One of my friends, as long as I’ve known her, has talked about her vaginismus, or involuntary contractions of the pelvic floor. She hasn’t necessarily called it that, but one of my earliest memories with her involves sitting around in a circle of our friends and playing Never Have I Ever. As we regaled each other with lurid tales of our sexual experiences, she revealed to us that she was “half a virgin,” because for her, vaginal penetration was unbearably difficult.

As the years passed and our circle of friends routinely reconvened, her stories began to transform. They became less about her so-called inability to have sex, and more about the bewildering process of trying to understand why.

Her story is mimicked by many others with vaginismus. How many? We’ll never know. The stats range from 0.17% to 17%, murky because of an unknowable number of people who don’t receive treatment — for lack of access to healthcare, for shame or embarrassment, or for the simple fact that it’s hard to talk to people about your sexual health, and even harder to advocate for yourself when the first several healthcare providers you consult may not even know what to tell you.

Five years ago, my then-teenaged friend talked about her frustrations with her body.

Two years ago, a budding young adult, she had finally discovered a name for it.

Six months ago, she was able to get a Pap test for the first time.

That journey didn’t come easily. Healthcare was difficult to access as she left school. Waiting for an appointment with a gynecologist ate up a significant amount of time. Trauma informed discomfort with several of the first few healthcare providers she did see. Building a trusting relationship took time. Working up the nerve to ask to take time and be careful during the procedure took guts.

“I probably wouldn’t have been able to get a Pap smear two years ago,” she says again. “But I did 6 months ago.”

There are different levels to vaginismus, I discovered. Different levels of pain. It can flare up. It can be triggered by anxiety. Every person’s body is different, and every person’s experience with vaginismus is different.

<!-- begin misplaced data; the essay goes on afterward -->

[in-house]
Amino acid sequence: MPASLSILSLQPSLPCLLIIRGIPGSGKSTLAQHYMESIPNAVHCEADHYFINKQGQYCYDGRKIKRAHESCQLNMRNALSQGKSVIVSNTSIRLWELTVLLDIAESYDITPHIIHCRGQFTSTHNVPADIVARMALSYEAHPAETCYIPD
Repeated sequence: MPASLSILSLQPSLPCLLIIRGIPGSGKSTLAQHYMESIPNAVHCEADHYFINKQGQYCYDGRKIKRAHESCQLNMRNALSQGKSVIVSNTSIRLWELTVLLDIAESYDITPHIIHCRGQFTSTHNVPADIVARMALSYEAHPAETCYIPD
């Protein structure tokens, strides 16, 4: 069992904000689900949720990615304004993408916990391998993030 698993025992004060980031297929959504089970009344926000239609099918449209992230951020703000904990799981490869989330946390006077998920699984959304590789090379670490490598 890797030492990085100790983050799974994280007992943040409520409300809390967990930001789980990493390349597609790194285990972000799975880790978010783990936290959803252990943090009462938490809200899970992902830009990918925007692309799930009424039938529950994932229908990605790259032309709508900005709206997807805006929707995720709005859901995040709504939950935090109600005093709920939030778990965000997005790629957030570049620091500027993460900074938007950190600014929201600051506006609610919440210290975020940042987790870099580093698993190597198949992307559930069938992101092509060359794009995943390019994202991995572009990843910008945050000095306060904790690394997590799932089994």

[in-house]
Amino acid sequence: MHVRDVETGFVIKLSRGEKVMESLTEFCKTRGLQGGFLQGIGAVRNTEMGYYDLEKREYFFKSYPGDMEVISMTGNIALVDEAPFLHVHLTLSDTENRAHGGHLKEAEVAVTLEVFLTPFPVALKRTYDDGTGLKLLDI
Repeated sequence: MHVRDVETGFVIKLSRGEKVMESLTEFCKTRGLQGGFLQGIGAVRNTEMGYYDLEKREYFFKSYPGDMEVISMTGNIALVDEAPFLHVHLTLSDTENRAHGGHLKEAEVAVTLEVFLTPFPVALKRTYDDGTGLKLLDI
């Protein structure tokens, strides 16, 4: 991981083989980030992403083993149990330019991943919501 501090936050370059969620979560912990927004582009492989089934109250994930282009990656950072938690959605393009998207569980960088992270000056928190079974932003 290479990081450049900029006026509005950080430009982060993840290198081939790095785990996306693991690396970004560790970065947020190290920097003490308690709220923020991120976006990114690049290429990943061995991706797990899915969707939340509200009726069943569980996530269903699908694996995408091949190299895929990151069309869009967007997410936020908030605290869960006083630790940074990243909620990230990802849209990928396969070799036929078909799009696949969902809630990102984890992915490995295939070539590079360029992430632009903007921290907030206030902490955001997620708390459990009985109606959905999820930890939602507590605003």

There are tools for recovery. (It’s important to note, here, that recovery does not have to be linear.) The tools that work, too, are different for different people.

Some people go to pelvic floor specialists, physiotherapists who dedicate their expertise to that one section of the body.

Some seek a different type of therapy, to address any underlying fear or trauma or anxiety.

Some wait for gynecologists, waiting to be prescribed medications to make their muscles more receptive.

And others, like my friend, try as many options as possible, gauging the effectiveness of each one, and then… opt out of the medical circle altogether and end up turning to sex shops. She purchased the same tool — a dilator — that many trans women use post gender affirmation surgery.

Different strokes for different folks really does hold true. The important thing is to find what works for you, but that’s so much harder to do unless we start sharing more and talking more and offering more — support, resources, information, stories.

Even if it started over five years ago, with a bunch of drunken teens revealing their bawdiest tales, there’s no underestimating the significance of a good story.

This was posted during Sexual and Reproductive Health Week 2018 (#SRH2018), where this year’s theme is #MindYourBusiness, bringing awareness to the intersection between mental and sexual wellness.



Jennifer Chan is currently the Product/Operations Manager at Eve Medical, a social venture that is extending health screening beyond the clinic into the privacy and comfort of patients' homes. Motivated by the 500,000 cases of cervical cancer that occur worldwide each year, Eve Medical developed and launched the Eve Kit Service for do-it-yourself at-home HPV screening. Jen is also a Venture for Canada Fellow (2017 Cohort). Along with a background in biomedical engineering, she has previously facilitated and organized around queer, youth, racialized, and disability initiatives.